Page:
Ancient Spain

By Tim Lambert

From about 900 BC seafaring people called the Phoenicians who came from what is now Lebanon traded with what is now Spain. They founded a chain of trading settlements along the coast on islands and peninsulas. The Iberians gave the Phoenicians silver in return for wine and olive oil as well as jewelry. The Iberians were heavily influenced by Phoenician culture. The Greeks also traded with Spain the Iberians were also influenced by Greek culture.

Meanwhile, a Phoenician colony in North Africa called Carthage rose to be powerful and important. After the Romans defeated them in 241 BC the Carthaginians increased their influence in Spain. In 227 BC they founded New Carthage (modern Cartagena). However, in 226 the Carthaginians made a treaty with Spain. They agreed not to expand north of the River Ebro.

Yet in 119 BC the Carthaginians took the town of Saguntum. It was south of the Ebro but the Romans claimed Saguntum was their ally and they ordered the Carthaginian general, Hannibal to withdraw. He refused and war ensued. The Romans sent an army to Spain in 218 BC and they gradually pushed back the Carthaginians. By 206 BC the Carthaginians were gone from Spain.

In 197 BC the Romans divided the Iberian peninsula into 2 areas, Hispania Citerior (east of the River Iberius) and Hispania Ulterior. However, the Iberians wanted independence and they rebelled against the Romans. Rome sent a man named Cato who regained control of most of Spain. Nevertheless, the Iberians continued to resist and fighting continued for nearly 200 years. Resistance finally ended when the Cantabrians were defeated in 19 BC.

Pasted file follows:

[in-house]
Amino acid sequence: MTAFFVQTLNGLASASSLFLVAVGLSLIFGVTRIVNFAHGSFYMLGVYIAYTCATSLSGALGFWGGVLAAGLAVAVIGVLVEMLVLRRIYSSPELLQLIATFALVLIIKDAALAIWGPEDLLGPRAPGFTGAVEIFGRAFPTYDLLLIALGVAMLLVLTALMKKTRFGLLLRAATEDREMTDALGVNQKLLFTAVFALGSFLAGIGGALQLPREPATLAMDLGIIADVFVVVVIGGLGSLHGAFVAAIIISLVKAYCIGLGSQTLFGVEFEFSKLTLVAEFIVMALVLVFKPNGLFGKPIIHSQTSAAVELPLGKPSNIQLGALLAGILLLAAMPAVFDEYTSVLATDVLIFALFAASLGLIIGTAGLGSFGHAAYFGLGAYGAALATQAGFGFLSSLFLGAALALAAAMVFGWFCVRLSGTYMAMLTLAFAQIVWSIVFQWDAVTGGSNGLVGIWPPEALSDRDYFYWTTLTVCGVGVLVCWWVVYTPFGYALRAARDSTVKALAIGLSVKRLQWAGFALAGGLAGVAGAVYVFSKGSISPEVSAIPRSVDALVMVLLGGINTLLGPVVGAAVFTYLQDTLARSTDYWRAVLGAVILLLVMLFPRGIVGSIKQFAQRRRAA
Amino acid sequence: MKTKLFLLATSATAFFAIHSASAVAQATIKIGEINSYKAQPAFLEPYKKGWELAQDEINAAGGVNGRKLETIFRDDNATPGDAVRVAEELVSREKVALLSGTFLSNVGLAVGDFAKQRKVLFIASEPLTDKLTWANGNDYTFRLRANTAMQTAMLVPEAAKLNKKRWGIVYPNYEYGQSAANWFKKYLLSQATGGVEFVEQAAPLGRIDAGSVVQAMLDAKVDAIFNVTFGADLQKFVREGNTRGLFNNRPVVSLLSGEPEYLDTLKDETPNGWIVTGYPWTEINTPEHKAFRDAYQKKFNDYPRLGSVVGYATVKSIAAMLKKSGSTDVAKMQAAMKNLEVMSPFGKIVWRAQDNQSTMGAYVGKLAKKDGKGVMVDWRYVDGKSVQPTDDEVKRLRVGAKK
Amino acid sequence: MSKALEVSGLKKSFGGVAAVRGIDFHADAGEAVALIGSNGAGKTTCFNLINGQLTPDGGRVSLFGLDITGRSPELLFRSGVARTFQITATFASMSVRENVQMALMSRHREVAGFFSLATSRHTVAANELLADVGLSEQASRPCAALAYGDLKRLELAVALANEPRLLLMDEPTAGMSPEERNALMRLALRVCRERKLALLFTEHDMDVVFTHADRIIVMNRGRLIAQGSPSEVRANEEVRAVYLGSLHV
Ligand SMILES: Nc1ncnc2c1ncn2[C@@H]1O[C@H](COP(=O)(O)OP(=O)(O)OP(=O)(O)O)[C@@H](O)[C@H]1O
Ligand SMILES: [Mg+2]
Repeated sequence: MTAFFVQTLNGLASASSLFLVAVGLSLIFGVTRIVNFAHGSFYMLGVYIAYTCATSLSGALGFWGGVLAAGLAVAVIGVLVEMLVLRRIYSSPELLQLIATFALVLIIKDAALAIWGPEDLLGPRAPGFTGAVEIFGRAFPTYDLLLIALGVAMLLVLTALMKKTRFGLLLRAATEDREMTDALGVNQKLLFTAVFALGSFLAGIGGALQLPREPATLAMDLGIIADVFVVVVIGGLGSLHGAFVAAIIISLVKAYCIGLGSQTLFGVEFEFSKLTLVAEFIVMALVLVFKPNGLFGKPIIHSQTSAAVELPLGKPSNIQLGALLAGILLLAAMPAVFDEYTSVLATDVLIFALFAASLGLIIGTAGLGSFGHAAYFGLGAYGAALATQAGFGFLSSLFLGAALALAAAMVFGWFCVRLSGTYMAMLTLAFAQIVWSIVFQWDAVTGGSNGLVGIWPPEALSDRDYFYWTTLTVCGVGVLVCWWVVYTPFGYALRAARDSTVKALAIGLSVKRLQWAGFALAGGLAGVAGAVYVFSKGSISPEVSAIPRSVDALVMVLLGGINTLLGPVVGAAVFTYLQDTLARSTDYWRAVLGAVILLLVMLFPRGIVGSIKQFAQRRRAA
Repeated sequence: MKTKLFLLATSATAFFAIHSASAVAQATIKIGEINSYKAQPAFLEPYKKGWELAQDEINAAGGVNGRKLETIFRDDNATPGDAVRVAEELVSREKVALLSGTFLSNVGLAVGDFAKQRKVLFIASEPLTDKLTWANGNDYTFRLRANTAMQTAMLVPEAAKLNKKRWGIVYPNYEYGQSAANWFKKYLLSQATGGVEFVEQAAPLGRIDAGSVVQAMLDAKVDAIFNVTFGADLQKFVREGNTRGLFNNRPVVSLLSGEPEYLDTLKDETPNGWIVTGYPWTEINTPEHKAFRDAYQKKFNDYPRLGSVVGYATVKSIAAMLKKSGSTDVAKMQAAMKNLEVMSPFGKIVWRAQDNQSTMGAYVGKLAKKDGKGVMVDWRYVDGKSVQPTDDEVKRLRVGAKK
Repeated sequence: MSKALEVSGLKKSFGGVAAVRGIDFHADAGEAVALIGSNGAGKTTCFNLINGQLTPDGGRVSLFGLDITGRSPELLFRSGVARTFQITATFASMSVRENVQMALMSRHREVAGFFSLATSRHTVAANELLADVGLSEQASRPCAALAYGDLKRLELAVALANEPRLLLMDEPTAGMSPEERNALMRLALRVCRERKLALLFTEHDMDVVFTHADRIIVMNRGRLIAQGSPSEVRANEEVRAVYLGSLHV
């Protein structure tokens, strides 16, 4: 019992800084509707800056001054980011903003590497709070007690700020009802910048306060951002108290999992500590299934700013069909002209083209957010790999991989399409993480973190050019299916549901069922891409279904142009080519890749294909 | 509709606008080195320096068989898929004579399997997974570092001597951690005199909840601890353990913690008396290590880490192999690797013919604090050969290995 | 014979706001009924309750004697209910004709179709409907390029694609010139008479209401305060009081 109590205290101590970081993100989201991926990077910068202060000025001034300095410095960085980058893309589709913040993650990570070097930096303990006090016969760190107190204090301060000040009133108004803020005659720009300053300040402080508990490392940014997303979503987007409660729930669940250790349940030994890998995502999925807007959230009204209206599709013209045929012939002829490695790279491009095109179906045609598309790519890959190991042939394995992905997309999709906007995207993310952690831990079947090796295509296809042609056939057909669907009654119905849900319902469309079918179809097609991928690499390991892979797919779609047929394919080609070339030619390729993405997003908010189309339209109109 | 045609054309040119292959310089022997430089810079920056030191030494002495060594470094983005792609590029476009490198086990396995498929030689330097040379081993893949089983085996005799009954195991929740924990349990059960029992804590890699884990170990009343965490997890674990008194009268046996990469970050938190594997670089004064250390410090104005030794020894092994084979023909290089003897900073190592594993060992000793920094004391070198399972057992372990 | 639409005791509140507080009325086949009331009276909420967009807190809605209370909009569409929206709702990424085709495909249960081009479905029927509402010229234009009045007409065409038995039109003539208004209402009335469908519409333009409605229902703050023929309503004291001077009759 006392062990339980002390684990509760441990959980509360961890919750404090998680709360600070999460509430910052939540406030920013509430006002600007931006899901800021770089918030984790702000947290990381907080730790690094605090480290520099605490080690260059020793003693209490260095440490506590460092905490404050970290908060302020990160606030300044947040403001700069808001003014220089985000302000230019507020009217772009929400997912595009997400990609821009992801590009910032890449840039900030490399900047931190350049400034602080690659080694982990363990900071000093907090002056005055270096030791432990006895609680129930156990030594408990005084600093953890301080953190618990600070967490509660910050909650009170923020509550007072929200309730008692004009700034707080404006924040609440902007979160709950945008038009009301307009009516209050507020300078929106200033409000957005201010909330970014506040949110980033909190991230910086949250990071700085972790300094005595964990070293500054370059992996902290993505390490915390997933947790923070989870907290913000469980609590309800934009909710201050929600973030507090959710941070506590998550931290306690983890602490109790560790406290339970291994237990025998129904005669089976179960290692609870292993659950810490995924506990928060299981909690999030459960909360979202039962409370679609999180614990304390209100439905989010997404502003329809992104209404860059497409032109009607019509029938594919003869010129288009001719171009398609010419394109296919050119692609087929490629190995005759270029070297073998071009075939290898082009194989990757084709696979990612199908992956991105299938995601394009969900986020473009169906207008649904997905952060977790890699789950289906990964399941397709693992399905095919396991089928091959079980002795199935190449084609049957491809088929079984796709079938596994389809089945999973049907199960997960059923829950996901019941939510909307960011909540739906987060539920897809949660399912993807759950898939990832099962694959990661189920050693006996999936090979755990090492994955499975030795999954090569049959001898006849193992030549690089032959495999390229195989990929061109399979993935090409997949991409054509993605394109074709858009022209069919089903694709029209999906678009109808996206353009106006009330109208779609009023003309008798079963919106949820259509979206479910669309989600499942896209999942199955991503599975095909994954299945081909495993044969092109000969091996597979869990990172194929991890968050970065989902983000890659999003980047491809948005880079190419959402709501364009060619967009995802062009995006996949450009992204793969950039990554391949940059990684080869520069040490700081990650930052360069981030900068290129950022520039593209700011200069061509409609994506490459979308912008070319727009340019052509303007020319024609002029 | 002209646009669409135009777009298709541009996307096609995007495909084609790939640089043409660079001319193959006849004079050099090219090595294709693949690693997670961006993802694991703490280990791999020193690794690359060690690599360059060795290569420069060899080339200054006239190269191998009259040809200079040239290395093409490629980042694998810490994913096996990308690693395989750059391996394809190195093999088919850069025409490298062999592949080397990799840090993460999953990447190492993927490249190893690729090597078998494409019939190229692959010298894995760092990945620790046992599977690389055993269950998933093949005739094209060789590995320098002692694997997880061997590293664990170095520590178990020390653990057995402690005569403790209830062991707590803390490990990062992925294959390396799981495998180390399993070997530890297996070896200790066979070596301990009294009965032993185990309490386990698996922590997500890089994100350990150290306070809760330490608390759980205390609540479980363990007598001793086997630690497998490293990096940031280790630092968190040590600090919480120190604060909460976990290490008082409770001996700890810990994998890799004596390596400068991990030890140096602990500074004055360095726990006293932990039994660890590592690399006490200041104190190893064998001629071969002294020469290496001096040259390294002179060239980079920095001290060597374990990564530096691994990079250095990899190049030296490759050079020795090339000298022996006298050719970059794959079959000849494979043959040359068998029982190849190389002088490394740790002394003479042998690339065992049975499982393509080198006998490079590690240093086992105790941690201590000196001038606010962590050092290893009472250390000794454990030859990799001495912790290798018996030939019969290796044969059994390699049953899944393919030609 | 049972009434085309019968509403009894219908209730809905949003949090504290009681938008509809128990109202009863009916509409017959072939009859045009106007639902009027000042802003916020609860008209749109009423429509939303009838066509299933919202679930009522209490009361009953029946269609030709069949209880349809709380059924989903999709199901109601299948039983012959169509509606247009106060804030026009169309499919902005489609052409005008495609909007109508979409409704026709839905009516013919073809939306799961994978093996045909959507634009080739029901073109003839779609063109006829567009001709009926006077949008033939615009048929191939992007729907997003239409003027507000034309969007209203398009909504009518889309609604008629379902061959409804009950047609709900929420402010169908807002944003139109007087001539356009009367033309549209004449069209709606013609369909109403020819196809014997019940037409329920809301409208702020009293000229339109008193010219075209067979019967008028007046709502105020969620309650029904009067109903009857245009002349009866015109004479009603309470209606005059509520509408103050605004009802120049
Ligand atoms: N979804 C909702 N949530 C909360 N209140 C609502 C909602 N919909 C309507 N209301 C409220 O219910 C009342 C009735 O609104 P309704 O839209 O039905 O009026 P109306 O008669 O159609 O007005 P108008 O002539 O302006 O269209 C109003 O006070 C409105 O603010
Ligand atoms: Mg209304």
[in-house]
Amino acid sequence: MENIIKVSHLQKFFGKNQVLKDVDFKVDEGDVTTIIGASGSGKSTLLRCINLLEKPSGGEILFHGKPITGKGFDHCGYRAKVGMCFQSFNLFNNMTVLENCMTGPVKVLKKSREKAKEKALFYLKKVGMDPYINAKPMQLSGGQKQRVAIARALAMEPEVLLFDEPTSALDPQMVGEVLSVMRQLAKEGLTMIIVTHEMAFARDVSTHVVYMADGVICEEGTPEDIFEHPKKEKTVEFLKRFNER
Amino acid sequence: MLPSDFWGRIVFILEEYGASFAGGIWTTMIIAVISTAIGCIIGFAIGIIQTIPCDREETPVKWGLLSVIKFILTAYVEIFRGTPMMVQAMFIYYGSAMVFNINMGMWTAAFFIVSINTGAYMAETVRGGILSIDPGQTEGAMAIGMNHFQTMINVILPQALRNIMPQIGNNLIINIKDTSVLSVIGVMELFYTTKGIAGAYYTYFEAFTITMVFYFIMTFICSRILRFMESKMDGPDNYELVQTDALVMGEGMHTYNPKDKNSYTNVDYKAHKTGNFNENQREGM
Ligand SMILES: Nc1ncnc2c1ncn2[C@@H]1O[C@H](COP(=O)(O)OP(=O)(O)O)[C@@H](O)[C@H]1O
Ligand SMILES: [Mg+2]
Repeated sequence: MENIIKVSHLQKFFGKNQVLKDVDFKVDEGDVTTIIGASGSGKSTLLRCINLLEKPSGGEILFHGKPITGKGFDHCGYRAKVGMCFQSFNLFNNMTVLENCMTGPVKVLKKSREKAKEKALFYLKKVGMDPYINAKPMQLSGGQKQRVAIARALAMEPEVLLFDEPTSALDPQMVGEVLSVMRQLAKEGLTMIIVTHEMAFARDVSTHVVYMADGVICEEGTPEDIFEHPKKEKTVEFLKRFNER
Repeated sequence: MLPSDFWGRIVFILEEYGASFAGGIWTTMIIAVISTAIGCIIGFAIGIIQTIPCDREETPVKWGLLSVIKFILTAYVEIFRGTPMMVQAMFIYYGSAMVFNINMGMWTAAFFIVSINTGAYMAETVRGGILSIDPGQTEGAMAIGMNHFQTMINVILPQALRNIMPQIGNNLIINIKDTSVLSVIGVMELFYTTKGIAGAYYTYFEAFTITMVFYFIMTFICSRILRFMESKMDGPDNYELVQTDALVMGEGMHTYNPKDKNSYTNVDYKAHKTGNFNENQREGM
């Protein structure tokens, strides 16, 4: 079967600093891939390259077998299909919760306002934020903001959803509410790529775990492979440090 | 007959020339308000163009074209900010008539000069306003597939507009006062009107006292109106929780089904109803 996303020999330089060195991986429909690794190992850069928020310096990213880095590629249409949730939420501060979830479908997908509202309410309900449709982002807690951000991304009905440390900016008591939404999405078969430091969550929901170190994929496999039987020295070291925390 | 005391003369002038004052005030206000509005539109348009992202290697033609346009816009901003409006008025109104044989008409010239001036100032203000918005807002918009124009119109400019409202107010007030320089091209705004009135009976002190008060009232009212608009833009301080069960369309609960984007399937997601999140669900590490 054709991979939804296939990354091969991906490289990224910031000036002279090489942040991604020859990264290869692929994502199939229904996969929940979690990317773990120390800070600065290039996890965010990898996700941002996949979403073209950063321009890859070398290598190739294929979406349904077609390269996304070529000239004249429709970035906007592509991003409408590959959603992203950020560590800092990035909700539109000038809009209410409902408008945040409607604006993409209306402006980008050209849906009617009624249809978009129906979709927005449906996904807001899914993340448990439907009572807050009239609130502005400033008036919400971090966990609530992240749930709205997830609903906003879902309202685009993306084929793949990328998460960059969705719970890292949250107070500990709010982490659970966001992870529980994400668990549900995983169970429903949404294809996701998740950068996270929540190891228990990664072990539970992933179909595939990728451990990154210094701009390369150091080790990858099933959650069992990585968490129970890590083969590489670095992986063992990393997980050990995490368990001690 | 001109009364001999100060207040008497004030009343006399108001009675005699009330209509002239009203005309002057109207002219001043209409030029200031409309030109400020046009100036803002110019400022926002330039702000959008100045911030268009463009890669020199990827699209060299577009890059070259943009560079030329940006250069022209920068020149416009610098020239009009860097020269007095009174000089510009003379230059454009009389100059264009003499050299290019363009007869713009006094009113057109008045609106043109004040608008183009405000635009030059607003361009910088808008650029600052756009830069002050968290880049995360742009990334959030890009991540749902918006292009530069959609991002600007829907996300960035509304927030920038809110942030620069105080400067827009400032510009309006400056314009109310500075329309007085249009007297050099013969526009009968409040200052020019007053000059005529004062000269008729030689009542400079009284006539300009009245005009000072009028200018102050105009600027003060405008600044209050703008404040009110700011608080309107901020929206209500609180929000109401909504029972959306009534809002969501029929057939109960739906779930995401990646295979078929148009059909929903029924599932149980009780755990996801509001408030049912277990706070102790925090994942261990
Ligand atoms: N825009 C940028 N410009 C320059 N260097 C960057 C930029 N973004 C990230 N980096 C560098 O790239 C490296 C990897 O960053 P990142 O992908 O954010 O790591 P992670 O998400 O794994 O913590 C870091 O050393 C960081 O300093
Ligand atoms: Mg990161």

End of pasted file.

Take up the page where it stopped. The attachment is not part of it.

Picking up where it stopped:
Afterwards, Spain was gradually integrated into the Roman Empire. The Romans built a network of roads and founded towns and at least parts of Spain became Romanized. Under Roman rule Spain became prosperous. Mining was an important industry. Gold and silver were exported. So were olives, grapes, and grain. Roman Spain also exported a fish sauce called garum.

However, in 171-173 raiders from North Africa swept into Spain. There were further attacks at the beginning of the 3rd century. In any case from the mid-3rd century, the Roman Empire gradually declined. Meanwhile, the people of Roman Spain were gradually converted to Christianity.

Aqueduct Segovia

By the beginning of the 5th century, the Roman Empire was crumbling and Germanic peoples invaded. In 409 AD Alans, Sueves and Vandals crossed the Pyrenees and occupied most of Spain.

However another Germanic people, the Visigoths became allies of the Romans. In 416-418, they invaded Spain. They defeated the Alans but then withdrew into France. The Vandals then absorbed the remaining Alans but in 429 they crossed to North Africa leaving Spain to the Sueves. However, the Visigoth king Theodoric II (453-466) led an army into Spain and in 456 he crushed the Sueves in battle. Most of Spain came under the rule of the Visigoths.

After 409 one small part of Northeast Spain was left under Roman control. However, in 476 the Visigoths took it over. In 587 King Reccared became a Catholic and in 654 King Recceswinth made a single code of law for his kingdom. The Visigoths founded new towns in Spain. They also preserved Roman culture and learning. In the 6th century, Saint Isidore of Seville lived in Spain. He was a brilliant scholar. He wrote many books including works on history, theology, grammar, geography, and astronomy. However, the Visigoth kings were never very strong. The Visigoth kingdom suffered from internal divisions and in the end, it was easy prey for the Moors.